J-STORIES - Chicken eggs are used in cooking all over the world, but climate change and soaring commodity prices are a serious threat to chicken farming. In Japan and other countries, the spread of bird flu has resulted in mass poultry culls. Meanwhile, amid a trend for “ethical consumption”, more and more shoppers are shunning chicken eggs.
Perhaps these issues could be addressed while still retaining the delicious texture and taste of egg. That was the challenge a Japanese startup set itself. And its solution was to develop an egg substitute made mainly from the traditional Japanese ingredient of konjac flour. “Umami Egg” by Tokyo-based Umami United Japan is now being marketed in Japan and overseas.
Although Umami Egg comes in the form of a powder, when used in cooking its taste and texture is similar to real chicken eggs. For example, omelets and scrambled eggs can be made just by mixing the powder with soy milk and heating. According to the company, it can also replace eggs in French toast, caramel custard, and baked goods.
Umami Egg is not the first plant-derived egg substitute, but one of its unique characteristics is its texture similar to that of real egg. Made with konjac flour and bittern (a coagulant used in the production of tofu), when heated it has a fluffy and moist texture like that of tofu or konnyaku. According to CEO Hiroto Yamazaki, this is quite unlike the dry texture of existing soybean-based egg substitutes.
The key to another Umami Egg characteristic is in its name. The company uses unique technology to process kikurage (jelly ear) mushrooms, reproducing the taste and umami of real egg. As the mushrooms would otherwise be discarded because of overproduction, an added benefit is the prevention of food loss.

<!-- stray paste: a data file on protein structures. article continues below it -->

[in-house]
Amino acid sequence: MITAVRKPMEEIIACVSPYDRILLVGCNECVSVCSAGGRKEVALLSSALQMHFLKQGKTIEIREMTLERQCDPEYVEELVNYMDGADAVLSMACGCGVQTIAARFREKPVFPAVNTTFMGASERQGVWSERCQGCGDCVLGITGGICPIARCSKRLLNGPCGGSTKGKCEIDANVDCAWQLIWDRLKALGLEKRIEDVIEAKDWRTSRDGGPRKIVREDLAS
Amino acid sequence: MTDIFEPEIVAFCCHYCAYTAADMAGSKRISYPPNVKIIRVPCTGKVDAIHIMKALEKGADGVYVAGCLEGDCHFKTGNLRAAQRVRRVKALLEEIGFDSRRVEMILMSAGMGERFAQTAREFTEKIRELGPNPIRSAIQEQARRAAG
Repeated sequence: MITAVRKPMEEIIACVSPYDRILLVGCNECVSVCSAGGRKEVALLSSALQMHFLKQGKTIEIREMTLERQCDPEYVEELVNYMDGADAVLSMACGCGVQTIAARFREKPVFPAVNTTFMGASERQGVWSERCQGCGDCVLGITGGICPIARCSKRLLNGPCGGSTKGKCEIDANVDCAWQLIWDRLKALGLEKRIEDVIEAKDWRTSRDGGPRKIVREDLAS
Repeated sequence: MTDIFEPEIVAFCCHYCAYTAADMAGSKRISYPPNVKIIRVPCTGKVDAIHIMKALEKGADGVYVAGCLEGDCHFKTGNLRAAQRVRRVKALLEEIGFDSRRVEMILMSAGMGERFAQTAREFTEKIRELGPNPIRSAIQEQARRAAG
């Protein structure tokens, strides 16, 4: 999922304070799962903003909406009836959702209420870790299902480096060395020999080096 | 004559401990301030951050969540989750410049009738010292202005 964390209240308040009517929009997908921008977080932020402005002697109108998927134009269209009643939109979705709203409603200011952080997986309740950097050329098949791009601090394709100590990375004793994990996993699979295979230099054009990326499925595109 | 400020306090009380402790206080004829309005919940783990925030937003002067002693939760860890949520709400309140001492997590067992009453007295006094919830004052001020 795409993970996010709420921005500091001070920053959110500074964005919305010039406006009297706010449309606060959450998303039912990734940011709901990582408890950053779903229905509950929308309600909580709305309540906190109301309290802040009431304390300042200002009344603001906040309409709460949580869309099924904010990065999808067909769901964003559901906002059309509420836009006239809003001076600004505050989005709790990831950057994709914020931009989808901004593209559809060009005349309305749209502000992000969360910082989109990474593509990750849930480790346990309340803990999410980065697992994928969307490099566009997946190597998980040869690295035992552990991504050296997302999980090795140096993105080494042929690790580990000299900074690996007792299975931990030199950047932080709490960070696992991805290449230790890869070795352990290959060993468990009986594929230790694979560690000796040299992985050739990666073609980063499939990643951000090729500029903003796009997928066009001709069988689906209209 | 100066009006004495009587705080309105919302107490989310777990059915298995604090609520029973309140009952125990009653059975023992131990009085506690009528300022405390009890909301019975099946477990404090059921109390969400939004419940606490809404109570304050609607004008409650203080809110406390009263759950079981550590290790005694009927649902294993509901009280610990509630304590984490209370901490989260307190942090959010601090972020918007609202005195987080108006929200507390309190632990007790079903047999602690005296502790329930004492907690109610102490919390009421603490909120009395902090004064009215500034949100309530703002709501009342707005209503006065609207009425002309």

Twenty-five grams of Umami Egg powder costs 1,500 yen (retail price) and can produce 500 grams of plant-based egg, which is the equivalent of ten medium-sized chicken eggs. Although this is more expensive than real eggs, the product is ideal for vegetarians, vegans, and those who cannot eat eggs due to medical reasons such as egg allergy or needing to reduce cholesterol intake.
What’s more, because the powder can be stored for long periods of time, it could serve as a food source during emergencies or in the event that egg production cannot keep up with popular growth.
Yamazaki told J-Stories that Umami Egg was inspired by his experiences as a student guiding foreign tourists in Japan.
“For various different reasons, such as veganism, allergies, or religion, many people cannot eat certain foods. I realized that food diversification is still lagging, not just in Japan, but around the world,” said Yamazaki.
After graduating, he continued to work on “food diversity” and set up his company in 2023.
“I want to break down barriers and create a world where people from different backgrounds can sit around the same table.”
Currently, the company’s main customers are food manufacturers and hotels that produce and sell sweets and baked goods. Yamazaki aims to expand sales overseas to suppliers of meals to American universities and corporations. To this end, the company raised a total of $500,000 from overseas investors in January and then another 240 million yen in August.
The company is also working on a new product that could replace egg whites, which are used in large quantities in the confectionery, noodle, and fish paste industries. Currently, it is close to completing a trial product.
While the company’s current egg substitute requires customers to add liquid such as soy milk, Yamazaki says he hopes to one day offer a product that fully replaces real egg by itself.
Translated by Tony McNicol
Top page photo provided by Umami United Japan
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